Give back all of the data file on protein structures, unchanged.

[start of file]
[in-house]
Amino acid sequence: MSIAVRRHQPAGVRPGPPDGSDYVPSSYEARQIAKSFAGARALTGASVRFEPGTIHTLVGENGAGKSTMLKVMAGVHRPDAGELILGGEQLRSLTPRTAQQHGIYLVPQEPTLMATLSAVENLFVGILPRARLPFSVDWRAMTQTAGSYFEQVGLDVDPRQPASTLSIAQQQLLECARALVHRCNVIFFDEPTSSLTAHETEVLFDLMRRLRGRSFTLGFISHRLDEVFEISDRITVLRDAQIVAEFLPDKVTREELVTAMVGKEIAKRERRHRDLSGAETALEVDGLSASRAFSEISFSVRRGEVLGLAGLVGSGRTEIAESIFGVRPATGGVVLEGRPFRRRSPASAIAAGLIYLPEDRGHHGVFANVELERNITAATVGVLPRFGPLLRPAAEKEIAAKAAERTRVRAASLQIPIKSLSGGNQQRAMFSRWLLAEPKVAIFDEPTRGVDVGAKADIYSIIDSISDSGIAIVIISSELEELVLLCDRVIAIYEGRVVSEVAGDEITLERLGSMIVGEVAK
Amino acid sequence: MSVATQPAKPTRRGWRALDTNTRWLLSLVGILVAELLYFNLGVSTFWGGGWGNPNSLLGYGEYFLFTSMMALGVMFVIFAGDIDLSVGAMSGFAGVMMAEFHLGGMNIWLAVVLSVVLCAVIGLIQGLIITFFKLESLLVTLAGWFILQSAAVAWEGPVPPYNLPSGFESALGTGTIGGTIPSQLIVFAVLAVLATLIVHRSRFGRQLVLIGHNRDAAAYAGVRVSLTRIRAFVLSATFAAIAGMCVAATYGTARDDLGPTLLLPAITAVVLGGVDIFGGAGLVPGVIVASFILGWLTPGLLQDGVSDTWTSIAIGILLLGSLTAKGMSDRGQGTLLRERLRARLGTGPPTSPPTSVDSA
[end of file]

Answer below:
[in-house]
Amino acid sequence: MSIAVRRHQPAGVRPGPPDGSDYVPSSYEARQIAKSFAGARALTGASVRFEPGTIHTLVGENGAGKSTMLKVMAGVHRPDAGELILGGEQLRSLTPRTAQQHGIYLVPQEPTLMATLSAVENLFVGILPRARLPFSVDWRAMTQTAGSYFEQVGLDVDPRQPASTLSIAQQQLLECARALVHRCNVIFFDEPTSSLTAHETEVLFDLMRRLRGRSFTLGFISHRLDEVFEISDRITVLRDAQIVAEFLPDKVTREELVTAMVGKEIAKRERRHRDLSGAETALEVDGLSASRAFSEISFSVRRGEVLGLAGLVGSGRTEIAESIFGVRPATGGVVLEGRPFRRRSPASAIAAGLIYLPEDRGHHGVFANVELERNITAATVGVLPRFGPLLRPAAEKEIAAKAAERTRVRAASLQIPIKSLSGGNQQRAMFSRWLLAEPKVAIFDEPTRGVDVGAKADIYSIIDSISDSGIAIVIISSELEELVLLCDRVIAIYEGRVVSEVAGDEITLERLGSMIVGEVAK
Amino acid sequence: MSVATQPAKPTRRGWRALDTNTRWLLSLVGILVAELLYFNLGVSTFWGGGWGNPNSLLGYGEYFLFTSMMALGVMFVIFAGDIDLSVGAMSGFAGVMMAEFHLGGMNIWLAVVLSVVLCAVIGLIQGLIITFFKLESLLVTLAGWFILQSAAVAWEGPVPPYNLPSGFESALGTGTIGGTIPSQLIVFAVLAVLATLIVHRSRFGRQLVLIGHNRDAAAYAGVRVSLTRIRAFVLSATFAAIAGMCVAATYGTARDDLGPTLLLPAITAVVLGGVDIFGGAGLVPGVIVASFILGWLTPGLLQDGVSDTWTSIAIGILLLGSLTAKGMSDRGQGTLLRERLRARLGTGPPTSPPTSVDSA